GCN Discrete
Windows
VP9 4K60 Decode Acceleration Stoney APU
GCN Discrete
Windows
HDR10 Support R9 Fury series
RX 460/470/480
R9 380/390/390X
Windows
FreeSync Borderless FreeSync Mode
FreeSync Refresh Ramp
R9 Fury series
RX 460/470/480
R9 380/390/390X
R9 285/290/290X
R7 360
R7 260/260X
Windows
Skype Acceleration on APU Bristol APU
Carrizo APU
Stoney Ridge APU
Windows
DisplayPort HBR3 Support RX series Windows
Radeon CHILL Software
(Select Games Only)
GCN Discrete* Windows
DX9/DX11
Radeon WattMan R9 Fury series
RX 460/470/480
R9 380/390/390X
R9 285/290/290X
R7 360
R7 260/260X
Windows
AMD XConnect R9 Fury Series
RX 460/470/480
R9 380/390/390X
R9 285/290/290X
Windows
Radeon Software Clean Install GCN Discrete
Pro WX-Series
Pro Duo
FirePro W-Series
Windows
(Pro: Not Win8)
Upgrade Advisor Kabini APU and newer
GCN Discrete
Windows
User Feedback GCN Discrete Windows
Crimson ReLive Linux Driver GCN Ubuntu 14.04/16.04
RHEL 6.8/7.2/7.3
SLED/SLES 12 SP2
Radeon ReLive DVR GCN Discrete
Pro WX-Series
FirePro W-Series
Windows
(Pro: Not Win8)

In most cases, owning a GCN discrete GPU gets a user most of the features, and an RX-400 series gets them all. It’s worth noting that none of the Pro features work on Windows 8, but also Windows Server wasn’t mentioned specifically on the list of support packages – but I would assume that the equivalent Server version is supported for non-server Windows versions.

Final Thoughts

A year under the new AMD software strategy has yielded significant benefits for user experience, especially when good performing drivers are launched day one. The ethos for the original Crimson has worked well, and will continue into 2017 with ReLive, however there is a large number of new features and it may be tricky for AMD to balance so many new features with a good user experience. The ability to upvote new future features will be an enablement step for AMD to get a live glimpse into their users, but such a feature rarely produces a paradigm shift in thinking. The prominent focus into open source tools and Linux development, especially with technologies such as Freesync or ReLive for ISV certified applications, opens up potential for those markets.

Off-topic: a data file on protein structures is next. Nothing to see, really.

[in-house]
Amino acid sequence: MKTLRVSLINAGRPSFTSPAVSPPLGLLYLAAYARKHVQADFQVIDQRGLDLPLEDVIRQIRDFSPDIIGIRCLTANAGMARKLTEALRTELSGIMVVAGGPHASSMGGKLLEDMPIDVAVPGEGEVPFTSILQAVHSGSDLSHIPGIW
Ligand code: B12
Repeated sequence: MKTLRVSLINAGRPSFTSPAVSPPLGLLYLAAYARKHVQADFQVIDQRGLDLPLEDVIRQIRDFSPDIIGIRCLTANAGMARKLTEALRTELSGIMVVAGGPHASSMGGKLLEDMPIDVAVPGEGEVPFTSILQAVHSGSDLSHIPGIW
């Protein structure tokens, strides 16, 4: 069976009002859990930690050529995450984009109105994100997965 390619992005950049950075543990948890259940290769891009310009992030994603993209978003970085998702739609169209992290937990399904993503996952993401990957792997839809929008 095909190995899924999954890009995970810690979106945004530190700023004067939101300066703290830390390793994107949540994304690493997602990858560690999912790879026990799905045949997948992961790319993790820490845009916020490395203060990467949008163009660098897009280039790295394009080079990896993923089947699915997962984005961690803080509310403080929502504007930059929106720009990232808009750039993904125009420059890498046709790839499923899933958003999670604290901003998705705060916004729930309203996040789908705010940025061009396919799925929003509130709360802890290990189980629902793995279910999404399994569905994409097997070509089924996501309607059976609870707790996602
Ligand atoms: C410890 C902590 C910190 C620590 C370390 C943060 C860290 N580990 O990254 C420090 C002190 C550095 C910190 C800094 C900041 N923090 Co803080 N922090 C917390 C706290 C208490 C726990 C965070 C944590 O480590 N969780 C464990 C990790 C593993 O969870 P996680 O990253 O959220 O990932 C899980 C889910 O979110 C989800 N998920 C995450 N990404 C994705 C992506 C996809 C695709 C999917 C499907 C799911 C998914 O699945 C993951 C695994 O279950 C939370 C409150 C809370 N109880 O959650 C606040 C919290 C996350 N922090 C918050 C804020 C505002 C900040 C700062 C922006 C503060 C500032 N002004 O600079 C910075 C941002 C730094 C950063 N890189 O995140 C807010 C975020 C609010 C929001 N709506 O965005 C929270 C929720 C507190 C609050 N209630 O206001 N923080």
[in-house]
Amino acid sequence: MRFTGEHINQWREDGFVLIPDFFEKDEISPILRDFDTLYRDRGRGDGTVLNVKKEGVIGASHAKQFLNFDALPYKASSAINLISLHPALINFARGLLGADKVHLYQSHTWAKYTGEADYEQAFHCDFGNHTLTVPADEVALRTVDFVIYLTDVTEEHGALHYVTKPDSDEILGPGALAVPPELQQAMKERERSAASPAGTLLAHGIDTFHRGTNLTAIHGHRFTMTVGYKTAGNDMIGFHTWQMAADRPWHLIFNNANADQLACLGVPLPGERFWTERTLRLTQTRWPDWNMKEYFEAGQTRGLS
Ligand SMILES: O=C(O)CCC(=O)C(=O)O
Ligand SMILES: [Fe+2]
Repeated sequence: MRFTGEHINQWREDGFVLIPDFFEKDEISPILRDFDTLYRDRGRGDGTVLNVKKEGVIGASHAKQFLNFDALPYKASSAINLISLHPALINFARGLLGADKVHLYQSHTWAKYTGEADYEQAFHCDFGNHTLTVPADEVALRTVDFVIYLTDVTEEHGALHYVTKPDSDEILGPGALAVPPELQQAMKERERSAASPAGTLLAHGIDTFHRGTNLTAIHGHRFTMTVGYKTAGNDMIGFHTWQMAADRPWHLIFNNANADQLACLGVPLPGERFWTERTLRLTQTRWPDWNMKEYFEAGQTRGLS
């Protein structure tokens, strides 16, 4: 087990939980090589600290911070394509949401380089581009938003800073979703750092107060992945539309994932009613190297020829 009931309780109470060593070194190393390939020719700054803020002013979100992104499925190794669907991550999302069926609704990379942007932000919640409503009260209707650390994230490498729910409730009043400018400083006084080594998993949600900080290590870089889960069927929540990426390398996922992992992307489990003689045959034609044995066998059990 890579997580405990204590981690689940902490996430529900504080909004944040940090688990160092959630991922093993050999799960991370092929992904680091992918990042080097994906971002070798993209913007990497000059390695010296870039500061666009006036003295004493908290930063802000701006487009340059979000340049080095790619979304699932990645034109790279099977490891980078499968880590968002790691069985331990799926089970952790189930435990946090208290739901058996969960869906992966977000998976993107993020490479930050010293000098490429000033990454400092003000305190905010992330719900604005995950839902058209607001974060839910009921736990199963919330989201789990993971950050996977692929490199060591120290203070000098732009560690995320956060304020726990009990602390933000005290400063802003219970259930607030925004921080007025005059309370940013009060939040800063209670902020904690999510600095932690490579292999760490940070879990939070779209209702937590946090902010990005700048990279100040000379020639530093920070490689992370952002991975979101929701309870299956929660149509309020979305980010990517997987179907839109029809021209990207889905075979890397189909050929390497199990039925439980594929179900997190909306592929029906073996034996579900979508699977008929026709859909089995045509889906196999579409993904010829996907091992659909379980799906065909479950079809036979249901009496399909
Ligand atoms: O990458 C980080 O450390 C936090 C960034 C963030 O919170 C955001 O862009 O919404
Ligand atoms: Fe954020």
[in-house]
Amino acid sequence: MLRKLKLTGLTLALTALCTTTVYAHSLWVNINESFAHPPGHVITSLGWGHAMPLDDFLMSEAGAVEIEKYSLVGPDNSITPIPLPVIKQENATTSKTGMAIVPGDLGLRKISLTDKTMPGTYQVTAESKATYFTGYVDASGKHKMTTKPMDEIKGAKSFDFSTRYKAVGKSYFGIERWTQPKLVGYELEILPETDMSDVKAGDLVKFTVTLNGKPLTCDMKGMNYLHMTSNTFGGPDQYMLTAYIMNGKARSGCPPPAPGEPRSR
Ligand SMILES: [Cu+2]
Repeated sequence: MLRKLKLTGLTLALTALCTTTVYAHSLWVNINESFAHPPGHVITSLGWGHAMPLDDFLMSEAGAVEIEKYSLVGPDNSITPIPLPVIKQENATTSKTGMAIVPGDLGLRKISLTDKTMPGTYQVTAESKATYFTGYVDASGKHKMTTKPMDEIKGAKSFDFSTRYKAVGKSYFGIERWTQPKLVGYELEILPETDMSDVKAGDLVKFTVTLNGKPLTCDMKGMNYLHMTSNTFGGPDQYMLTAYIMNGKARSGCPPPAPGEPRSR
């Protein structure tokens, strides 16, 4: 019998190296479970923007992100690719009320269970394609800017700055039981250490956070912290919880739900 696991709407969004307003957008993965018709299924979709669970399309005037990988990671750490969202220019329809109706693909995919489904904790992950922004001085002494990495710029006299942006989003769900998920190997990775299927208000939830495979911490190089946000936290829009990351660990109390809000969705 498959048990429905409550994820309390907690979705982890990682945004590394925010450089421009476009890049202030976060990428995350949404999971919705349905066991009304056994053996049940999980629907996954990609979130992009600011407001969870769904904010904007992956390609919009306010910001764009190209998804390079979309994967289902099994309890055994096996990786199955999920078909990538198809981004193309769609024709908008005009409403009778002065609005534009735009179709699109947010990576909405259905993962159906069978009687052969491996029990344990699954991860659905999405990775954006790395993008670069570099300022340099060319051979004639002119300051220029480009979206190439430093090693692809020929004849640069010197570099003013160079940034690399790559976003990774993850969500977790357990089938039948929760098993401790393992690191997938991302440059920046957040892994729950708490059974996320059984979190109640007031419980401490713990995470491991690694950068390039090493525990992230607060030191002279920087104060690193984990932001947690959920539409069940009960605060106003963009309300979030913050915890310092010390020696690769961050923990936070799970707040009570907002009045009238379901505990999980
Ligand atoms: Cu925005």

AMD has promised a yearly cadence for major updates. In the last set of updates, Ryan said: 

“This project has clearly been in the works longer than 3 months – but at the same time this is the RTG making their mark. It’s a new direction for AMD’s graphics group and a new look to match. And if the RTG can meet their stability, performance, and release goals going forward with the new Crimson driver, then they should be able to make 2016 a good year for the Radeon user base.”

The same thing applies for 2017: execution is critical. 2016 ended up being a good year for AMD, helped in part with the RX-series launch, but similarly 2017 launches will be aided by a good user experience through both the drivers and the features. Something as large and complicated as the ReLive recording software can be a key product feature going forward, when done right. 

Where to Download

The new ReLive drivers (16.12.1) should be available to download from today at AMD’s driver page, or the Pro driver page.

Comments